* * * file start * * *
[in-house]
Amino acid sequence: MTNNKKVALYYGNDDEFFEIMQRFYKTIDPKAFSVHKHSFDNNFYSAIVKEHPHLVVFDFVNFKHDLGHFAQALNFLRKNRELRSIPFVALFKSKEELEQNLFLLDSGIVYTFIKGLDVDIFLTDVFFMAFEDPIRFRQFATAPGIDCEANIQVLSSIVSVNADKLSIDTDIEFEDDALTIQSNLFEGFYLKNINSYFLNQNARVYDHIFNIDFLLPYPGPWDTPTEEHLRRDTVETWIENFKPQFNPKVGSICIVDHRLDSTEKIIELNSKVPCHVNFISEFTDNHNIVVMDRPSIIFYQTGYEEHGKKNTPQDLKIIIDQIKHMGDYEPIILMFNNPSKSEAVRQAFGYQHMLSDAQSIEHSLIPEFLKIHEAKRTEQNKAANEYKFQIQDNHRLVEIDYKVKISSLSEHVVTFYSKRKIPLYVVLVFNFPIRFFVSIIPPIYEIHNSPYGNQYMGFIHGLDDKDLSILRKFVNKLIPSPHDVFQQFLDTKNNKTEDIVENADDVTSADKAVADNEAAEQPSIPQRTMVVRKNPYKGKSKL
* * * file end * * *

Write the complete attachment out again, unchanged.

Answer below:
[in-house]
Amino acid sequence: MTNNKKVALYYGNDDEFFEIMQRFYKTIDPKAFSVHKHSFDNNFYSAIVKEHPHLVVFDFVNFKHDLGHFAQALNFLRKNRELRSIPFVALFKSKEELEQNLFLLDSGIVYTFIKGLDVDIFLTDVFFMAFEDPIRFRQFATAPGIDCEANIQVLSSIVSVNADKLSIDTDIEFEDDALTIQSNLFEGFYLKNINSYFLNQNARVYDHIFNIDFLLPYPGPWDTPTEEHLRRDTVETWIENFKPQFNPKVGSICIVDHRLDSTEKIIELNSKVPCHVNFISEFTDNHNIVVMDRPSIIFYQTGYEEHGKKNTPQDLKIIIDQIKHMGDYEPIILMFNNPSKSEAVRQAFGYQHMLSDAQSIEHSLIPEFLKIHEAKRTEQNKAANEYKFQIQDNHRLVEIDYKVKISSLSEHVVTFYSKRKIPLYVVLVFNFPIRFFVSIIPPIYEIHNSPYGNQYMGFIHGLDDKDLSILRKFVNKLIPSPHDVFQQFLDTKNNKTEDIVENADDVTSADKAVADNEAAEQPSIPQRTMVVRKNPYKGKSKL